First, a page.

Politics
4:10 pm
Thu August 21, 2014

Senate Control May Swing On North Carolina's Unpopularity Contest

Originally published on Fri August 22, 2014 12:06 pm

North Carolina is one of the half-dozen states that could cost the Democrats their majority in the Senate this November, and both contenders in the race are hoping to capitalize on a backlash.

Democratic incumbent Kay Hagan wants voters to punish her Republican challenger Thom Tillis, the speaker of the North Carolina House, for unpopular state laws. Tillis wants to aim anger toward President Obama at Hagan.

It's expected in elections for candidates to run against each other's records, but in purplish North Carolina, Hagan is hoping she has some unusually potent fodder.

Tillis, as speaker of the state House, was one of the guys at the helm when Republicans took over both houses of North Carolina's Legislature and governor's office in 2012 — the first time that had happened in more than a century. Last year they went on a historic lawmaking binge, enacting new voter ID laws, slashing unemployment benefits, cutting taxes, passing new abortion restrictions and allowing concealed guns in bars and restaurants.

Protests called "Moral Mondays" erupted across the state, with thousands demonstrating in rallies and hundreds arrested throughout the year.

Gerald Silver, the pastor of Freedom Temple Church in West Raleigh, N.C., was one of those arrested.

"There's always been this undercurrent in North Carolina of wanting to return back to those days of Jim Crow. But they didn't have the political means to do it," said Silver — until now.

Hagan is hoping to ride that anxiety — that feeling that a vote for Tillis is a vote to return to North Carolina's uncomfortable past — to victory.

But head west an hour to Stamey's barbecue joint in Greensboro, N.C., and you'll hear a similar tone from the other side.

"I think she's a liberal," said Wayne Nunn. "I think she aligns herself in her voting record with Obama and his agenda."

While Hagan is counting on a backlash against a state government that some feel has veered too far right, Tillis is counting on a backlash against an unpopular president. It's the question of what people hate more — the state government in Raleigh or the federal government in Washington.

When it comes to Obama, don't even get Jimmy Piper started.

"He's incompetent, to start with. He's a liar ... " Piper began.

"Not so loud ... " his wife, Margaret, said, interrupting him with a nudge from across the table.

" ... He's just literally ruining this country," Piper added. "He's a socialist."

And Piper said Hagan is no different — that she supports giving everything away to people who just need to work harder. He remembers struggling his way from the bottom up in the metalworking industry.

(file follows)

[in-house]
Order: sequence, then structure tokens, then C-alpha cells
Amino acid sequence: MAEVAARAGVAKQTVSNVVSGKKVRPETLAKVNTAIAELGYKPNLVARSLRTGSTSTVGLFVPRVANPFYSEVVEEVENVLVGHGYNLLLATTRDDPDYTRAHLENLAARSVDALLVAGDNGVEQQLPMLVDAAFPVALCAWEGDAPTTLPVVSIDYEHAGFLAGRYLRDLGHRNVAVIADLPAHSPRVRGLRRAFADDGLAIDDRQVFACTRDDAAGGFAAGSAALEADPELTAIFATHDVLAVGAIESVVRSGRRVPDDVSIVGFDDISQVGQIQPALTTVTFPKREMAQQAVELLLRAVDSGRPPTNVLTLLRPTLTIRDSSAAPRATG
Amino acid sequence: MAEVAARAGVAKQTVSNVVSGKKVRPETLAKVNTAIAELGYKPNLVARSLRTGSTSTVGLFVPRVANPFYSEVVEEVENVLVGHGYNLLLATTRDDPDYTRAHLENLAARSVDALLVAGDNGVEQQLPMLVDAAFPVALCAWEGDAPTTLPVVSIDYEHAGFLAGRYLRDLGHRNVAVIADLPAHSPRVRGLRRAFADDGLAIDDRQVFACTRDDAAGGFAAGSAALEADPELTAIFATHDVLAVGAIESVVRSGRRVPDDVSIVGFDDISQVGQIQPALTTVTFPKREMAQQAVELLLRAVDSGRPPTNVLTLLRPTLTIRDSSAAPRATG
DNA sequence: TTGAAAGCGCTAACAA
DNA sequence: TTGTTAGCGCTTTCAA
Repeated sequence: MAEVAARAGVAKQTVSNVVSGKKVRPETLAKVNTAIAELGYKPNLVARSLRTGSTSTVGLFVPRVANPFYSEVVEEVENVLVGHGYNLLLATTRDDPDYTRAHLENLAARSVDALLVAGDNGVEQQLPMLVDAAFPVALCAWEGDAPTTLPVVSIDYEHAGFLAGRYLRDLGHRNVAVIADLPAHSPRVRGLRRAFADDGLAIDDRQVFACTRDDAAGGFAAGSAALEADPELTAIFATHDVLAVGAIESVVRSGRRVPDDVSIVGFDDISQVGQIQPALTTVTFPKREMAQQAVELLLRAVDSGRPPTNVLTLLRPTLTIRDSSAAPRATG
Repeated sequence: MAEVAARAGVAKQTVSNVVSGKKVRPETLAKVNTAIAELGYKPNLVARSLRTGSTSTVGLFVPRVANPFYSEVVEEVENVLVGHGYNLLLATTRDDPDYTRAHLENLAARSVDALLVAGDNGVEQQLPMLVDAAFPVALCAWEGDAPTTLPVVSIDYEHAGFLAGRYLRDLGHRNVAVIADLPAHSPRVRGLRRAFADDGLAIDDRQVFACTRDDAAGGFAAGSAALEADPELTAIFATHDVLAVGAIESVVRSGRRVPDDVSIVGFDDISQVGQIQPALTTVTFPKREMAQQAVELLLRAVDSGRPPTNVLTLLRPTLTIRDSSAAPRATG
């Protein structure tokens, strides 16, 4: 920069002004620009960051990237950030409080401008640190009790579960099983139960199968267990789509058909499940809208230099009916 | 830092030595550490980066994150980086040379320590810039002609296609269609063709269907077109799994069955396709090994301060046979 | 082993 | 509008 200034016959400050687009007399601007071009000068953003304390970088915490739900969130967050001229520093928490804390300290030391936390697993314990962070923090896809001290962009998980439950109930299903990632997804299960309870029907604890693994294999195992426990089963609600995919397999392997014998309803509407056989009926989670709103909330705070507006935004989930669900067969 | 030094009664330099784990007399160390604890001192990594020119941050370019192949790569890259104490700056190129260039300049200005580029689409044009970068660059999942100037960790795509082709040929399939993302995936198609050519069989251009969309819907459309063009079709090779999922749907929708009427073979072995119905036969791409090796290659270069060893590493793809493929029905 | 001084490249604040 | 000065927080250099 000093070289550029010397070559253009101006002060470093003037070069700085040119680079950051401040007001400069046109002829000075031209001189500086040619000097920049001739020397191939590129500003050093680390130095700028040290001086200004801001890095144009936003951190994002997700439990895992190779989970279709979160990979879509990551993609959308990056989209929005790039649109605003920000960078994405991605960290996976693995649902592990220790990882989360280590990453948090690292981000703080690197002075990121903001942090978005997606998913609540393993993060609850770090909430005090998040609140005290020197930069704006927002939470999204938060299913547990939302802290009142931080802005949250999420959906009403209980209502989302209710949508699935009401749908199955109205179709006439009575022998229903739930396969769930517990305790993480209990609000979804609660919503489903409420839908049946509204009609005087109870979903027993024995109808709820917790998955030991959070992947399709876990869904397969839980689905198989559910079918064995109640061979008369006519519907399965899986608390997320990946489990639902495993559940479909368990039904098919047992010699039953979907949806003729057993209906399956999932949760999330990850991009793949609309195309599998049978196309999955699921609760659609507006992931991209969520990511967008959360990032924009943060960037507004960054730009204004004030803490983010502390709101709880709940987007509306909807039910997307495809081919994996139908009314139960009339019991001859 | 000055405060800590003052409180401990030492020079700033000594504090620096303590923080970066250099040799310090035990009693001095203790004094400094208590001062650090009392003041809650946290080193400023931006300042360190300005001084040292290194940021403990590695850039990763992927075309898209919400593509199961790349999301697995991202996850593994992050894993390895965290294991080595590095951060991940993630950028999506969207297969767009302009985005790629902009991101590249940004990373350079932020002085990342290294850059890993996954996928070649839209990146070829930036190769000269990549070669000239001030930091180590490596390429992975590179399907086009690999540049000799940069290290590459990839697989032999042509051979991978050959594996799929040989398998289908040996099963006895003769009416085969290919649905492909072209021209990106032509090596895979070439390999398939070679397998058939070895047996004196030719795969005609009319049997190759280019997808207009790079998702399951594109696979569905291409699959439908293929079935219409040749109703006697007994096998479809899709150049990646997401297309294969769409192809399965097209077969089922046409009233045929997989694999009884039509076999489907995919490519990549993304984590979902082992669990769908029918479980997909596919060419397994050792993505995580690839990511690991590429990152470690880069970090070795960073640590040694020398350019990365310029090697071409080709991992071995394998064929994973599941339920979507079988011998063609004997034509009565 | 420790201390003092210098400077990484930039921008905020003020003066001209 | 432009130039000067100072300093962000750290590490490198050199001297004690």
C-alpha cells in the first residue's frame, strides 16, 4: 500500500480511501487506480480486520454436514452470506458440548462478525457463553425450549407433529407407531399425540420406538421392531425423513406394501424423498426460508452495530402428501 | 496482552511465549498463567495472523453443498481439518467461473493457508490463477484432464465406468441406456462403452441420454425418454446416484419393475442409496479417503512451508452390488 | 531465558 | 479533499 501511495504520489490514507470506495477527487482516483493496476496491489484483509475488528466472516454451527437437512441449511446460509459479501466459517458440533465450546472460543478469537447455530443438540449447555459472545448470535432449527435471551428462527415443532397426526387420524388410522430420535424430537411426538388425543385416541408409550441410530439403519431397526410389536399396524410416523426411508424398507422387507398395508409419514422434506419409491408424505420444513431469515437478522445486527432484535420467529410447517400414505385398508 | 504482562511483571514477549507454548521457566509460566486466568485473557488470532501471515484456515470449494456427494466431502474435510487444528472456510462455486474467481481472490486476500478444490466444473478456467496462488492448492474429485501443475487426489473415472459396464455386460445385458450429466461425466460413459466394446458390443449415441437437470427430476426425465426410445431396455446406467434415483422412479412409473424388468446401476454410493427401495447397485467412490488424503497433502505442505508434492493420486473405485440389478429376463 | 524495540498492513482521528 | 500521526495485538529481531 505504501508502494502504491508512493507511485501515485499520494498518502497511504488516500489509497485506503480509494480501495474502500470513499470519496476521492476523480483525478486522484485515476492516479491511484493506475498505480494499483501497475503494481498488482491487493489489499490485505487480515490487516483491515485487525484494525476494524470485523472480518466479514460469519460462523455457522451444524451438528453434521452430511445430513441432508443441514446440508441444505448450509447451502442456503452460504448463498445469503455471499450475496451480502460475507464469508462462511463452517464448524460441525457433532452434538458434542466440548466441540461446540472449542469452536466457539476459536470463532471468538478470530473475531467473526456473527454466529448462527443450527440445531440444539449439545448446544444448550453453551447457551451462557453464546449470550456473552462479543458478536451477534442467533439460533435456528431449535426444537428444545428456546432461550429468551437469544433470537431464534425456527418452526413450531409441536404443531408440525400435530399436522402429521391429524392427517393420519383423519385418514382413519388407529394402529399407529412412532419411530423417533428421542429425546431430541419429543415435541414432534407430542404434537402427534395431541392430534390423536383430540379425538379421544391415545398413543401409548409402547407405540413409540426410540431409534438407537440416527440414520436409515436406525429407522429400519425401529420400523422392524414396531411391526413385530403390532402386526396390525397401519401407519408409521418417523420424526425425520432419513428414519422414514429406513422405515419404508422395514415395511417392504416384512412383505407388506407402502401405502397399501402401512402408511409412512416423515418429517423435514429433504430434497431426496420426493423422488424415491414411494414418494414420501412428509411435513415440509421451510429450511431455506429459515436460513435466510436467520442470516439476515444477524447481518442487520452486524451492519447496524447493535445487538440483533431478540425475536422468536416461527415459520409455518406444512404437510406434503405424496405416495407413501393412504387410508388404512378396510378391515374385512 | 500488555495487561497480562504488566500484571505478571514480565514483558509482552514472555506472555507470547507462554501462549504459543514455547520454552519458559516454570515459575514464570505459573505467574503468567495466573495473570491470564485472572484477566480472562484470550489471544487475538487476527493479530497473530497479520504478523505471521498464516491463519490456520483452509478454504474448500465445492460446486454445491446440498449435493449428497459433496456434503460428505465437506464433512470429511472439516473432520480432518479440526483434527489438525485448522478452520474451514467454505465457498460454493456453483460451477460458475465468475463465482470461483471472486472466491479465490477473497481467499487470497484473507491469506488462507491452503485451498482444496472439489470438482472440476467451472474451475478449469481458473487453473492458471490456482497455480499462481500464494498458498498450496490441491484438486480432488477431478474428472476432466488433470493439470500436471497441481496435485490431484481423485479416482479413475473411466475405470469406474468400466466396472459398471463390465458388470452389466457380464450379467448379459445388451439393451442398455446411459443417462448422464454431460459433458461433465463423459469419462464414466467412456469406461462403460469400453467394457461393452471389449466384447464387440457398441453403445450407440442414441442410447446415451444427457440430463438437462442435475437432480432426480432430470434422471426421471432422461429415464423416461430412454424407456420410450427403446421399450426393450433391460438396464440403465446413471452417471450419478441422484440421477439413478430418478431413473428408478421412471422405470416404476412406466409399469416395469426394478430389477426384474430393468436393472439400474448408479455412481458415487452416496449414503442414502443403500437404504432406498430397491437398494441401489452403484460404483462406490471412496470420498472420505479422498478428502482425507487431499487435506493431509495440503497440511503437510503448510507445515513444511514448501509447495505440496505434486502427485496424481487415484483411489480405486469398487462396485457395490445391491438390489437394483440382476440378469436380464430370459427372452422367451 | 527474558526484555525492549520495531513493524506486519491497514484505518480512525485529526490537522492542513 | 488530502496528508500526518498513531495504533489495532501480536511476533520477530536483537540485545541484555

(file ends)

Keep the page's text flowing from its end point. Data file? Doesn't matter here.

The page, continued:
"I was poor, dead poor," he said. "Lived dead poor, we did, when we were growing up — as most people did. But people now are led to believe you don't have to do that. 'We, the government's going to take care of you. We'll give you what you need. You just don't worry about it.' "

But voters like Jimmy Piper probably always were out of reach for Hagan. She has her sights set on a bloc of centrist voters who may be key to winning a state that voted for President Obama in 2008 and Mitt Romney four years later.

Hagan's strategy to get those centrist voters is to keep the focus on state government issues — like education.

"In Raleigh, Speaker Tillis slashed $500 million from public education funding. He ended a tax break to help families save for college for their kids," she said at a recent news conference in Greensboro, where she also met 10-year-old Victoria Cooke.

"I tell you, everything I do is for your future," Hagan told her, and then reminded Victoria to turn off the TV and stop playing computer games.

While each candidate in the race is calling the other the extremist, Hagan says she's right down the middle.

"National Journal has ranked me the most moderate senator in the nation," Hagan said with pride in an interview after the event. "It shows I can work across the aisle. I am not there just butting heads, trying to keep this gridlock going. I am there to get constructive action taken and make a difference."

But there are plenty of voters in North Carolina who would prefer a senator who butted heads with the president a little more often.

Copyright 2014 NPR. To see more, visit http://www.npr.org/.

Transcript

AUDIE CORNISH, HOST: